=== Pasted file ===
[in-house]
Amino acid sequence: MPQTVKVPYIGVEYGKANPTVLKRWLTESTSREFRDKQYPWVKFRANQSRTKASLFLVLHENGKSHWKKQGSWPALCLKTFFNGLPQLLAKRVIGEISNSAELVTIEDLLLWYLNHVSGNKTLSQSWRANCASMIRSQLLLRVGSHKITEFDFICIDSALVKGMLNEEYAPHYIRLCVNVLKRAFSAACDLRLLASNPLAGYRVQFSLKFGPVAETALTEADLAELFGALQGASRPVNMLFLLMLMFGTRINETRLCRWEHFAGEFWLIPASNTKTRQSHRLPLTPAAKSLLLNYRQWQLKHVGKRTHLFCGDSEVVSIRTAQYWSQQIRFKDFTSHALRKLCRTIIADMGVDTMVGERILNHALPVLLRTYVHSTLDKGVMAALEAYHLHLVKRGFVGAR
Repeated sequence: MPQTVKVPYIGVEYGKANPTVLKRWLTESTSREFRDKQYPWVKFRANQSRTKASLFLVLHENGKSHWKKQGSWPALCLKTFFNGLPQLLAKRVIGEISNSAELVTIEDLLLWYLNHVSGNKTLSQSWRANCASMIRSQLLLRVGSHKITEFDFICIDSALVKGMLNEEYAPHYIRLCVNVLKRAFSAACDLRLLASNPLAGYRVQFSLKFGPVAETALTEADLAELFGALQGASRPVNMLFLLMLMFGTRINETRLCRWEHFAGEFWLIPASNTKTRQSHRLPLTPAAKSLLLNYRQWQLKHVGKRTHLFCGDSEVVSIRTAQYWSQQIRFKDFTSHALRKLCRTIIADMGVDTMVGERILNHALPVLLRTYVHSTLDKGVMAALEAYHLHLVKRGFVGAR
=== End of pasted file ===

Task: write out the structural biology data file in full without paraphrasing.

[in-house]
Amino acid sequence: MPQTVKVPYIGVEYGKANPTVLKRWLTESTSREFRDKQYPWVKFRANQSRTKASLFLVLHENGKSHWKKQGSWPALCLKTFFNGLPQLLAKRVIGEISNSAELVTIEDLLLWYLNHVSGNKTLSQSWRANCASMIRSQLLLRVGSHKITEFDFICIDSALVKGMLNEEYAPHYIRLCVNVLKRAFSAACDLRLLASNPLAGYRVQFSLKFGPVAETALTEADLAELFGALQGASRPVNMLFLLMLMFGTRINETRLCRWEHFAGEFWLIPASNTKTRQSHRLPLTPAAKSLLLNYRQWQLKHVGKRTHLFCGDSEVVSIRTAQYWSQQIRFKDFTSHALRKLCRTIIADMGVDTMVGERILNHALPVLLRTYVHSTLDKGVMAALEAYHLHLVKRGFVGAR
Repeated sequence: MPQTVKVPYIGVEYGKANPTVLKRWLTESTSREFRDKQYPWVKFRANQSRTKASLFLVLHENGKSHWKKQGSWPALCLKTFFNGLPQLLAKRVIGEISNSAELVTIEDLLLWYLNHVSGNKTLSQSWRANCASMIRSQLLLRVGSHKITEFDFICIDSALVKGMLNEEYAPHYIRLCVNVLKRAFSAACDLRLLASNPLAGYRVQFSLKFGPVAETALTEADLAELFGALQGASRPVNMLFLLMLMFGTRINETRLCRWEHFAGEFWLIPASNTKTRQSHRLPLTPAAKSLLLNYRQWQLKHVGKRTHLFCGDSEVVSIRTAQYWSQQIRFKDFTSHALRKLCRTIIADMGVDTMVGERILNHALPVLLRTYVHSTLDKGVMAALEAYHLHLVKRGFVGAR